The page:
Since the first successful In Vitro Fertilization (IVF) live birth in 1978, the technology behind infertility treatment has helped millions of couples and individuals grow their family who might otherwise not have had the chance. Beyond making conception possible for intended parents, advances in IVF technology allow us to take an even deeper look into the genetic health and viability of embryos created through fertility care.
Preimplantation Genetic Testing
A modern practice in IVF technology is the testing of embryos prior to implantation through a process called Preimplantation Genetic Testing (PGT). PGT is used to screen embryos for specific chromosomal and genetic disorders before they are transferred into the uterus to hopefully achieve a pregnancy.
After embryos are created they are grown in the IVF laboratory for five days. If choosing to utilize PGT, it’s at this point that the embryologist uses a laser to remove a small sample of cells from the future placenta of the embryo under a microscope. These cells are then tested for the presence of chromosomal abnormalities and, in certain cases, genetic disorders.
By collecting this information about each embryo’s genetic status, we can identify the embryos that are most likely to successfully implant and lead to a healthy pregnancy.
Sex Identification in PGT
As PGT looks at the chromosomal make-up of each embryo, the identification of the sex of each embryo is a byproduct of this process. Each embryo receives 22 chromosomes (1-22) and 1 sex chromosome from each parent, for a total of 23 pairs of chromosomes.
The female passes on only an X chromosome, while the male can pass on an X or a Y chromosome, thus determining the sex of the embryo. A pair of XX sex chromosomes indicates a female embryo while a pair of XY sex chromosomes indicate a male embryo.
Sex-Linked Genetic Diseases
In the past, “sexing” of the embryos was used by patients who carry X-linked genetic conditions, such as hemophilia or muscular dystrophy. Today, however, more precise techniques, such as PGT for “monogenic” conditions (PGT-M) are available to provide more precise information about the embryo’s genetic status. In addition to identifying the sex, PGT-M is able to determine which embryos are unaffected versus affected males and which are carrier versus non-carrier females.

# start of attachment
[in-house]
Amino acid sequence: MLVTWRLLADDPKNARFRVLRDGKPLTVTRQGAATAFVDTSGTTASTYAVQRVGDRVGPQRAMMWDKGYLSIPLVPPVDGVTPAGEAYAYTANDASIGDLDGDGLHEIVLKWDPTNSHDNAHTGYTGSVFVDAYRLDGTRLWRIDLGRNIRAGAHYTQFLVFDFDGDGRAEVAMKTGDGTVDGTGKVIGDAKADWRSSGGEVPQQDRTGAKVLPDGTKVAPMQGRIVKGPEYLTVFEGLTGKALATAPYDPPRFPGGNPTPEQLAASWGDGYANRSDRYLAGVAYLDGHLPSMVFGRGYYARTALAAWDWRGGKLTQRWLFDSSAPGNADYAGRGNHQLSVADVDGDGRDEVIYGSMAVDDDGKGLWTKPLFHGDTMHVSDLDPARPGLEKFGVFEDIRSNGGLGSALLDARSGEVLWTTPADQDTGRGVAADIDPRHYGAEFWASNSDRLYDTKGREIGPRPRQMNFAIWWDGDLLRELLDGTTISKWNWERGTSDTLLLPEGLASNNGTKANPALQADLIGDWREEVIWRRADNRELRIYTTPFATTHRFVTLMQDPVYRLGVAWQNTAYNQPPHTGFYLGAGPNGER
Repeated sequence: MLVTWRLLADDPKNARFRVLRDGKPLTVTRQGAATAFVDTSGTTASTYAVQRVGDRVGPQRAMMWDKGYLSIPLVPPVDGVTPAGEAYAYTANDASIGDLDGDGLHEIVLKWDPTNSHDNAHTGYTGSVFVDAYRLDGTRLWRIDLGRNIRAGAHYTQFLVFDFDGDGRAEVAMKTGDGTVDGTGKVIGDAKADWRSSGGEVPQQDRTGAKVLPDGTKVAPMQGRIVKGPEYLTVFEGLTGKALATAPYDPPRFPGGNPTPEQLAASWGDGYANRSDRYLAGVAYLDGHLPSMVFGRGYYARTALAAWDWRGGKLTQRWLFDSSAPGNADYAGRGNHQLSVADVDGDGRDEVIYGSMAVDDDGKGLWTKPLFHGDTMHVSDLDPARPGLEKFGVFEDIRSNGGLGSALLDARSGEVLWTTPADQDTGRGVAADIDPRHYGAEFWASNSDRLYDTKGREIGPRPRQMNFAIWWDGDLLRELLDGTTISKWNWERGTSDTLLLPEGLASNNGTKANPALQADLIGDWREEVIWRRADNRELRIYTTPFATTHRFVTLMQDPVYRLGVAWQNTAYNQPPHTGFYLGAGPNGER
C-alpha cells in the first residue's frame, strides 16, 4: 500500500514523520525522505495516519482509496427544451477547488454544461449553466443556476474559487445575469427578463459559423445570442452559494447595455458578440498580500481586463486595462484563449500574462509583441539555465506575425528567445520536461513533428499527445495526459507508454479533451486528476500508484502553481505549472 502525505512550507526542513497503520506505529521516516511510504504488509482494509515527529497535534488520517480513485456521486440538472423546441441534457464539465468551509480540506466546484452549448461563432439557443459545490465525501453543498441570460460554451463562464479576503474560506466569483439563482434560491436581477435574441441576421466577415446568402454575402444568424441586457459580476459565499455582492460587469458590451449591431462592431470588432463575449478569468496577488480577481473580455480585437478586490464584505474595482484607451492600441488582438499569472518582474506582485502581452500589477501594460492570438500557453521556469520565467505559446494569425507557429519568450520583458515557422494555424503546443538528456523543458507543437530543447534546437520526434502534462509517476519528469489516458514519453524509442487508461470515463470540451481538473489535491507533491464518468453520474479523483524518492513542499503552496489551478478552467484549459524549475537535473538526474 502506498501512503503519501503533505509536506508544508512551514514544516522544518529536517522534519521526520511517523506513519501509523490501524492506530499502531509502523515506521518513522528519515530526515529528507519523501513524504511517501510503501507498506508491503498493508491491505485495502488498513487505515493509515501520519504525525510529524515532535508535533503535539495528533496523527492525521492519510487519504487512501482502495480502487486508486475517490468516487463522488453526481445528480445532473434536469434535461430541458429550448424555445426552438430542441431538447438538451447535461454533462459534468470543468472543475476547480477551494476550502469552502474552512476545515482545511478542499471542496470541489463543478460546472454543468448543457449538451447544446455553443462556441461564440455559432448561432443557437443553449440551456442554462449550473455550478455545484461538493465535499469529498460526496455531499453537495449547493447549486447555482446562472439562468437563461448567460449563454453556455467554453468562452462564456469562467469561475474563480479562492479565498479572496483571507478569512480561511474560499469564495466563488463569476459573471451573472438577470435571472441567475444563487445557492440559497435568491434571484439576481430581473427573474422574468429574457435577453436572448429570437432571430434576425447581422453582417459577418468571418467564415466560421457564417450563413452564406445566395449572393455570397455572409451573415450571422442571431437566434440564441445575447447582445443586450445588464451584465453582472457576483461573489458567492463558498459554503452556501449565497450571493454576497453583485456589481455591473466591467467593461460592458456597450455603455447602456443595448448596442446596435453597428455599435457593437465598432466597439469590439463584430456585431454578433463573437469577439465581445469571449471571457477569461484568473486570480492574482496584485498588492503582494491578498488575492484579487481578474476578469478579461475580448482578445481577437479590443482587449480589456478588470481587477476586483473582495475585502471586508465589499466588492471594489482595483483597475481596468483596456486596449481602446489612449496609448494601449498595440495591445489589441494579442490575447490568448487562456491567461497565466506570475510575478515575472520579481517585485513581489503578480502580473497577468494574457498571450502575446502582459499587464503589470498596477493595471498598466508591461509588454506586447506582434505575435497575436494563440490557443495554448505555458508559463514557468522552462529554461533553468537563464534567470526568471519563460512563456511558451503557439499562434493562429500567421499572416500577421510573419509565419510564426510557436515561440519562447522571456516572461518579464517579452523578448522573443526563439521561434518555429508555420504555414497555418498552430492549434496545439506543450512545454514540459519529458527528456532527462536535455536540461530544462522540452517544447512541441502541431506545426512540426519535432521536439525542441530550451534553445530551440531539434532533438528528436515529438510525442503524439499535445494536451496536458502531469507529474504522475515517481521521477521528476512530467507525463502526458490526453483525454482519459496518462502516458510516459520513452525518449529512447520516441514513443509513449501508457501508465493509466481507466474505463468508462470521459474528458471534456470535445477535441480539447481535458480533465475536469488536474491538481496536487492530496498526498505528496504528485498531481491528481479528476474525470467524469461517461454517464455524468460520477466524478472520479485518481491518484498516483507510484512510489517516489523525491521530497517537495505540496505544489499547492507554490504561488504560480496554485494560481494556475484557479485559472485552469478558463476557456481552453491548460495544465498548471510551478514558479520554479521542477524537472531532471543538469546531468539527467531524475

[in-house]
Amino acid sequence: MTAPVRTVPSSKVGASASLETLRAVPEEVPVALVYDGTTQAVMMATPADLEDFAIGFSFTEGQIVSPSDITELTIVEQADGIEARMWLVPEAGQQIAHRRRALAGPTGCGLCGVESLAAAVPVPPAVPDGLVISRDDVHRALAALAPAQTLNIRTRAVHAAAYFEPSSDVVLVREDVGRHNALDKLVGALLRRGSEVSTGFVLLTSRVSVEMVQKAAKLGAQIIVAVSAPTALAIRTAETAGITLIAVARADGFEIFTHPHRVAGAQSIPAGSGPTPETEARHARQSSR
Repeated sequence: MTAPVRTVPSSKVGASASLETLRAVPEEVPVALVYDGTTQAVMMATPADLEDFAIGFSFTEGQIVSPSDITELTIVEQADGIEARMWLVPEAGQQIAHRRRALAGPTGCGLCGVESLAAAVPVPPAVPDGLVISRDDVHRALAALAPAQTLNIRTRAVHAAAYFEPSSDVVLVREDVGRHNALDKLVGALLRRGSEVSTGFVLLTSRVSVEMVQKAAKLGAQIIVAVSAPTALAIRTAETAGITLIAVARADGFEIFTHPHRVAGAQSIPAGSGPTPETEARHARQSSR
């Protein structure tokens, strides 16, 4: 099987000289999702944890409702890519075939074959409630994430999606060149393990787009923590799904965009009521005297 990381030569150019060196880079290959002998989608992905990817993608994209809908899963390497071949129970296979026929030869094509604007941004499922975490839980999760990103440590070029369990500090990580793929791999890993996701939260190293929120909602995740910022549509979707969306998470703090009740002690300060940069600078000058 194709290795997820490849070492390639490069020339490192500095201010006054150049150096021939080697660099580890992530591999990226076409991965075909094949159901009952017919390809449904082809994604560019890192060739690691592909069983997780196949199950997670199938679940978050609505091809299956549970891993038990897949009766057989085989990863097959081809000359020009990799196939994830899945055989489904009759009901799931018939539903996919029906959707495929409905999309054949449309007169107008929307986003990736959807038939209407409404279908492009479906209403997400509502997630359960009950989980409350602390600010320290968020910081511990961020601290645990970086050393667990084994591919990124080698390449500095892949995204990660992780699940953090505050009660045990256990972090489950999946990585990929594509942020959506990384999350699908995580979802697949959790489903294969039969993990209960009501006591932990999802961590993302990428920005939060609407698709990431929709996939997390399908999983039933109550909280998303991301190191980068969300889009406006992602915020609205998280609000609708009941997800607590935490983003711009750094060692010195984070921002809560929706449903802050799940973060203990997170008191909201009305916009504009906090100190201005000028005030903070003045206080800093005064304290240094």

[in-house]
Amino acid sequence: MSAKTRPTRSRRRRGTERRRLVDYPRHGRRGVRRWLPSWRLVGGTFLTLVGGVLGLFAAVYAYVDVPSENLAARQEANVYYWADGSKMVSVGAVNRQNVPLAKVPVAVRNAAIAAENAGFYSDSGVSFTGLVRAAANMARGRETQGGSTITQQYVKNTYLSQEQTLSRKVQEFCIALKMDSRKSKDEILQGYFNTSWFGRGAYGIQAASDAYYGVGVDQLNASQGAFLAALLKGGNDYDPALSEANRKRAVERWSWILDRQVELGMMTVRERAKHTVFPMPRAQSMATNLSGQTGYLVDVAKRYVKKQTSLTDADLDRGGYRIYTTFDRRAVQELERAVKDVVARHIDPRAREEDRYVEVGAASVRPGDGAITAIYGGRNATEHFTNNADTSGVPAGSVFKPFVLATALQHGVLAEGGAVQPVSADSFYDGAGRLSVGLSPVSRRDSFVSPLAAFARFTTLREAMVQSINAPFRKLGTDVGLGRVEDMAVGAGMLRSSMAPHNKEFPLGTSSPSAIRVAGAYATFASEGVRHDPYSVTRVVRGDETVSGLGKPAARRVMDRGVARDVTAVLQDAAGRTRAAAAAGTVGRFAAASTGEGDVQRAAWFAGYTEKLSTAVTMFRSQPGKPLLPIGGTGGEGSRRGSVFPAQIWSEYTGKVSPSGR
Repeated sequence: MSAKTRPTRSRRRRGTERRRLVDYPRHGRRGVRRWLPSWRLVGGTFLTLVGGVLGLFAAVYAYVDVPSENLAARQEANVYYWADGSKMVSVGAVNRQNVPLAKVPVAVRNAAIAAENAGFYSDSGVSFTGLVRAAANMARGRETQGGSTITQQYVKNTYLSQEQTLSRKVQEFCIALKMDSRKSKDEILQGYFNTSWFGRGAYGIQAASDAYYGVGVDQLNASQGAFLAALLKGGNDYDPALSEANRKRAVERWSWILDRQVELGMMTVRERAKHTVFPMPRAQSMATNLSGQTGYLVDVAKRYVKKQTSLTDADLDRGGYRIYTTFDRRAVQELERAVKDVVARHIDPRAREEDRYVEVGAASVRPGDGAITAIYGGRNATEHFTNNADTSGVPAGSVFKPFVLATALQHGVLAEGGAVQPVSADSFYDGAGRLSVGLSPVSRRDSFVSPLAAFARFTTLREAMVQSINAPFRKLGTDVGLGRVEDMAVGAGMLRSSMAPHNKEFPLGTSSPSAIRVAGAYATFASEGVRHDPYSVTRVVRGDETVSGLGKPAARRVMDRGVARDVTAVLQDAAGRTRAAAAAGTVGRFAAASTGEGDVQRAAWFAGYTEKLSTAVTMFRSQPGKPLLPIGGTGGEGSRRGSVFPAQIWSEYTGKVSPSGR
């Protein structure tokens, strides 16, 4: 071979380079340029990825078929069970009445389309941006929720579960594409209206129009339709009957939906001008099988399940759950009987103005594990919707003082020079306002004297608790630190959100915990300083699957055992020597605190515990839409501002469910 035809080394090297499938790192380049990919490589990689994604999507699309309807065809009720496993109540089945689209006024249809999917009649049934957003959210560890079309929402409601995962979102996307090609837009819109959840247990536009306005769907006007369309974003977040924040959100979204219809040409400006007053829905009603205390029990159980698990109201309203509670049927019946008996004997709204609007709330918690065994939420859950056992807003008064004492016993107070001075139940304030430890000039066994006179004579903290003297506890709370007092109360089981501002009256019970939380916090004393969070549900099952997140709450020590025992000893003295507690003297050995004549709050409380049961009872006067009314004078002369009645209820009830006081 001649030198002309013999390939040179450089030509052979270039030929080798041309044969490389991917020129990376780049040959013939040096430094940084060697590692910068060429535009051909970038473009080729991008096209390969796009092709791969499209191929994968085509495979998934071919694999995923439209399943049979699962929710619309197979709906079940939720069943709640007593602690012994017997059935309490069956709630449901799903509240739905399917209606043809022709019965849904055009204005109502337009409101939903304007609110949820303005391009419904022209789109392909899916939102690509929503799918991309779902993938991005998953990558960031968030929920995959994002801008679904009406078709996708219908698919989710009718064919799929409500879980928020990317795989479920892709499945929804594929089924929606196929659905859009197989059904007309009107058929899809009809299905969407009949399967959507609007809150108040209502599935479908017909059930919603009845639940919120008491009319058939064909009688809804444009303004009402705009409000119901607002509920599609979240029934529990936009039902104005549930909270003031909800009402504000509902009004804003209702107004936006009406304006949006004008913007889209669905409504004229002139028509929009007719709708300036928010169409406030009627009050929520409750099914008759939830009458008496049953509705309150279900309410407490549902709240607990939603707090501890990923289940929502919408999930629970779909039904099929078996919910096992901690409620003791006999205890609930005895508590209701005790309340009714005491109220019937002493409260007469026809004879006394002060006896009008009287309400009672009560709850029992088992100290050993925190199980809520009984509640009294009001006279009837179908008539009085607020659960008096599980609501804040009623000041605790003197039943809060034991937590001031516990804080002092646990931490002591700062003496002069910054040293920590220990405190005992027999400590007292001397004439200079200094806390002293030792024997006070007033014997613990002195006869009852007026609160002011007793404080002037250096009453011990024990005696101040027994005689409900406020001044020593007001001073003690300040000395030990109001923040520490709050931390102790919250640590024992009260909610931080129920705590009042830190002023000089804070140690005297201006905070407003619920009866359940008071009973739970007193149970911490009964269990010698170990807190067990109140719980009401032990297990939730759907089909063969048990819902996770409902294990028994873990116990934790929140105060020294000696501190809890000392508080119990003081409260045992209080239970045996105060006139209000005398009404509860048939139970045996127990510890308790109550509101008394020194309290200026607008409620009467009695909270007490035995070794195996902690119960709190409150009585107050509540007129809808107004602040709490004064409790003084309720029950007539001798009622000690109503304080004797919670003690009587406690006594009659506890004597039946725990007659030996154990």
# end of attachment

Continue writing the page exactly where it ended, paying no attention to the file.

Although the sex of the embryo may be useful in determining the risk for a limited number of genetic conditions, most patients who have an inherited, X-linked condition appreciate having the opportunity to differentiate between these more precise categories of risk.
When intended parents want to transfer an embryo of a specific sex, they can opt into sex selection as part of their IVF process. IVF can significantly improve the chance of having a child of a particular sex. By undergoing IVF with PGT-A, patients are able to learn the sex of the embryos, and (assuming embryos of the preferred sex are available), transfer the embryo of the desired sex.
Previously, technologies such as sperm sorting were available to enhance the chance of creating embryos with XY or XX chromosomes. However, this technique is not approved by the U.S FDA and is not available in the US.
Why Intended Parents Might Choose Sex Selection
Family balancing is the term used when intended parents decide to transfer an embryo of a certain sex for the purpose of balancing the representation of both sexes in their family. When some families have one or multiple children of one sex, they may have a strong desire to balance their family and have a baby of a different sex.